With the availability of a continuous glucose sensor, combined with continuous ECG monitoring, new technologies make it possible to examine relationships between hypoglycemia and cardiac ischemia (12,13). We therefore conducted this study to determine the feasibility of simultaneous monitoring of ECG and blood glucose and to determine whether an association exists between changes in the two parameters

    RESEARCH DESIGN AND METHODS

    Patient characteristics

    A total of 21 patients were enrolled, and 19 completed the study. Two patients were not able to successfully use the continuous glucose monitoring system (CGMS). The study included patients with type 2 diabetes with a history of frequent hypoglycemia and an HbA1c of <8%. Patients had CAD defined as a history of myocardial infarction, coronary bypass surgery, or angioplasty. The group consisted of 12 men and 7 women, with a mean age of 58 ± 16 years. The HbA1c (means ± SE) was 7.1 ± 0.8%. Total cholesterol, LDL, HDL, and triglyceride levels were 160 ± 31, 95 ± 28, 36 ± 13, and 186 ± 95 mg/dl, respectively. Eight patients had coronary artery bypass grafts alone; six patients had percutaneous, transfemoral coronary angiography alone; and five patients had both procedures. The mean duration of known diabetes 12.9 ± 5.6 years, and the average age at diagnosis was 50.4 + 7.1 years. All patients were being treated with insulin, and six patients were treated with metformin in addition to insulin. Patients were taking either bedtime NPH (n = 5) or twice-daily NPH (n = 14) insulin. None of the patients adjusted their insulin doses based on glucose readings. A total of 15 patients were on β-blockers (Table 1).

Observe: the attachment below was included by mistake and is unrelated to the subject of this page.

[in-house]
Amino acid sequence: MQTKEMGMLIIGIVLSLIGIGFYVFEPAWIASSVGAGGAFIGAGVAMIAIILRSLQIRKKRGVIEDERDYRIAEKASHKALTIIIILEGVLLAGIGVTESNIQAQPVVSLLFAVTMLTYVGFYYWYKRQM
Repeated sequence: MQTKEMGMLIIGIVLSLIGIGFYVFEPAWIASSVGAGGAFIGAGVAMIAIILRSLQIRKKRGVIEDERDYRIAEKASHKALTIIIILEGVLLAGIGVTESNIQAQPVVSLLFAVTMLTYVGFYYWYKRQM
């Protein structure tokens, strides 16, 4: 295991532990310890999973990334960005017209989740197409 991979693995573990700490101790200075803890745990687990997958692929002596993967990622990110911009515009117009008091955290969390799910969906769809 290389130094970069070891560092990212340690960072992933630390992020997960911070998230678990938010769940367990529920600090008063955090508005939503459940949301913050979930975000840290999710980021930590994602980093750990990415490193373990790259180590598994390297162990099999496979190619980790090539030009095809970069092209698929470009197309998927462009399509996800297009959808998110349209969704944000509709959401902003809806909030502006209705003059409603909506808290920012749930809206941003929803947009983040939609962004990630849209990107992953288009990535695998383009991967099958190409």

Methods